Ballyboden stave off apocalypse to take second Leinster title
Dublin champions leave it late to overcome gallant Éire Óg in awful weather
Ballyboden St. Enda’s Darren O’Reilly, Tom Hayes and Warren Egan celebrate at the final whistle of the Leinster SFC final against Éire Óg. Photo: Ryan Byrne/Inpho
Ballyboden St Enda’s (Dublin) 0-8 Éire Óg (Carlow) 0-6
A disappointed Éire Óg manager Joe Murphy said afterwards: “what doesn’t kill you, makes you stronger”. Well, just about. The rain beat down on MW Hire O’Moore Park, for Sunday’s AIB Leinster club football final, turning Portlaoise into an approximation of some biblical town that had done the Creator a great disrespect.
It was questioned afterwards whether the pitch was playable but needs must even if what played out didn’t really do justice to either team. Level at half-time and separated by no more than a point throughout the second half until the winners’ late burst, the sides spent the afternoon probing – Ballyboden with their possession-based game and Éire Óg breaking from the back – to little effect.
In the end – literally – the Dublin champions, overwhelming favourites, managed to reel off the last three points in as many minutes to turn a perilous looking one-point deficit in the 55th minute into what was by the standards of the day, a luxurious victory for their second provincial title, four years after the first.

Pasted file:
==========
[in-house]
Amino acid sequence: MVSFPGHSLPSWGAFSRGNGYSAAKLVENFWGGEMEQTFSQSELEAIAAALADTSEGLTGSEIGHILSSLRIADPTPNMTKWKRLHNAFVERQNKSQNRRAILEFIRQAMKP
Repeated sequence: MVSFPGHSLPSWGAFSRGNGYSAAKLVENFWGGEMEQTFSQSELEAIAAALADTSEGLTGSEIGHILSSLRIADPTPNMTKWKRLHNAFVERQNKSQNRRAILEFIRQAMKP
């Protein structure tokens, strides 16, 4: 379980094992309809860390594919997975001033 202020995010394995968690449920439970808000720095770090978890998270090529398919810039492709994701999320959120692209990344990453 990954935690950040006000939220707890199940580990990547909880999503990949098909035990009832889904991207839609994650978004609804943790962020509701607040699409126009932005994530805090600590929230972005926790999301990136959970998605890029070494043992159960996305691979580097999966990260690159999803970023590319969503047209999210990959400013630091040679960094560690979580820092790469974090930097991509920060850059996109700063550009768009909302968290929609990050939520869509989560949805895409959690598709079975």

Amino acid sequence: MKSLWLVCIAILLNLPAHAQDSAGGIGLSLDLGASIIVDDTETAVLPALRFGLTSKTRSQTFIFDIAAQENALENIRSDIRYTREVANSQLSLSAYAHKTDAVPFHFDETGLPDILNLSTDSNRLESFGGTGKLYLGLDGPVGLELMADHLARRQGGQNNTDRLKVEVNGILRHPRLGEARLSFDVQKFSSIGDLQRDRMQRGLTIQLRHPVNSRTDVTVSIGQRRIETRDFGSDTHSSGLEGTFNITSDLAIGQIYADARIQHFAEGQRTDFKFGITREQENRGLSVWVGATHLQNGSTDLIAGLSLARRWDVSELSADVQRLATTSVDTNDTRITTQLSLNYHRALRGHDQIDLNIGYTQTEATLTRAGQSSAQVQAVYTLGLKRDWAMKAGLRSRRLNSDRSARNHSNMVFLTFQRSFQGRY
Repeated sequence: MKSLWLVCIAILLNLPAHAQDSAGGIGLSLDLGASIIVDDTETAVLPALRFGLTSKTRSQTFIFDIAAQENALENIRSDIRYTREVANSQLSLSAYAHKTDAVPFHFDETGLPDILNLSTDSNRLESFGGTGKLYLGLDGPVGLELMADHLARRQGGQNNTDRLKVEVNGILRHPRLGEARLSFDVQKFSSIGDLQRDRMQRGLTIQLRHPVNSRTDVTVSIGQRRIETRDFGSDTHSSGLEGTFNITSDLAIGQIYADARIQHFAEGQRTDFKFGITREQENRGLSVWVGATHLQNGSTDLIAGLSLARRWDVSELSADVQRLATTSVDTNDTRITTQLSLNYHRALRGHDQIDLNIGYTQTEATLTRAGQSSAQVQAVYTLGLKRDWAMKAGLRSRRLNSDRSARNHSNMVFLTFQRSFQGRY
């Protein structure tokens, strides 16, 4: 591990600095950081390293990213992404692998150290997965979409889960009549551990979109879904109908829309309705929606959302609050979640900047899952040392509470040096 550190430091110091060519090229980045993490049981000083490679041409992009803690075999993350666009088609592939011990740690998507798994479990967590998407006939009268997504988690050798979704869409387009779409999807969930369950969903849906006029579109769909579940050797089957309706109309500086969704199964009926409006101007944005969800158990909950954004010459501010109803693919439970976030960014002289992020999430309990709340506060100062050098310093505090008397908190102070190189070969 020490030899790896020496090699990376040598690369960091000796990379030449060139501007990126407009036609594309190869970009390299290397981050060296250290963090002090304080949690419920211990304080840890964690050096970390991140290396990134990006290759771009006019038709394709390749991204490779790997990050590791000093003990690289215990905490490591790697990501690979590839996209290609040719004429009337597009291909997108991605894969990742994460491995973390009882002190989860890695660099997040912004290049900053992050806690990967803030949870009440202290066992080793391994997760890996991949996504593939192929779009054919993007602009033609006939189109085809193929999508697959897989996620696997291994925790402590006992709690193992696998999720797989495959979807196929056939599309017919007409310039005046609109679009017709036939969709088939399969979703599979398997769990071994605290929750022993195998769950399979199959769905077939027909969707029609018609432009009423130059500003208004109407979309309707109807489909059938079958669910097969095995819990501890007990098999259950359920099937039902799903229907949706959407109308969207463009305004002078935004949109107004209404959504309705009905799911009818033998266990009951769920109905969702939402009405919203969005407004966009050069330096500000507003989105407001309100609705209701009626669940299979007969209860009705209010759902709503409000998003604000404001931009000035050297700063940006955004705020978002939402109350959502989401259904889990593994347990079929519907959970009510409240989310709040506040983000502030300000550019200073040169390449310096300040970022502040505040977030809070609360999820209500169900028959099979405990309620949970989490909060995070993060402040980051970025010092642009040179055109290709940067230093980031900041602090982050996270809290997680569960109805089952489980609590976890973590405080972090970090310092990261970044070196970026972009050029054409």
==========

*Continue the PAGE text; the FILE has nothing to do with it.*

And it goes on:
In seasonal terms their goose had looked cooked after Seán Gannon capped a good display with his second point. During the ensuing few minutes, Ballyboden held possession and tossed it around in an endgame where the boundary between cold-nerved patience and aimlessness was hard to locate.
It was left to replacement Warren Egan to take on the task in the last minute with an ambitious kick. Once level, Ballyboden were liberated and pillaged the kickouts. Ryan Basquel kicked another fine point to lead and the coup de grace was added by Dublin’s Michael Macauley who galloped in on goal to fist the final point.
“You have to give a lot of credit to Warren Egan,” said winning manager Anthony Rainbow afterwards. “He missed one when he came on and had the balls to step up and kick it over the bar the second time. We had that sort of fighter finish in the last five minutes.
“We pressed their kickouts – lost one but won it back again and won the other two. That doesn’t just happen on the day. That’s down to training and what we do during the year and what we did last year as well because we have evolved that game plan.”
For most of the final though it was the Carlow club, a fresh generation stepping up to the sizeable tradition that saw five Leinster titles won in the 1990s, who made the running.
Their deep defence and energetic counter-attacks had created a lightning fork in the 11th minute to transform a scoreless match – in which it was already obvious that even points would be at a premium – into a 0-3 to nil lead.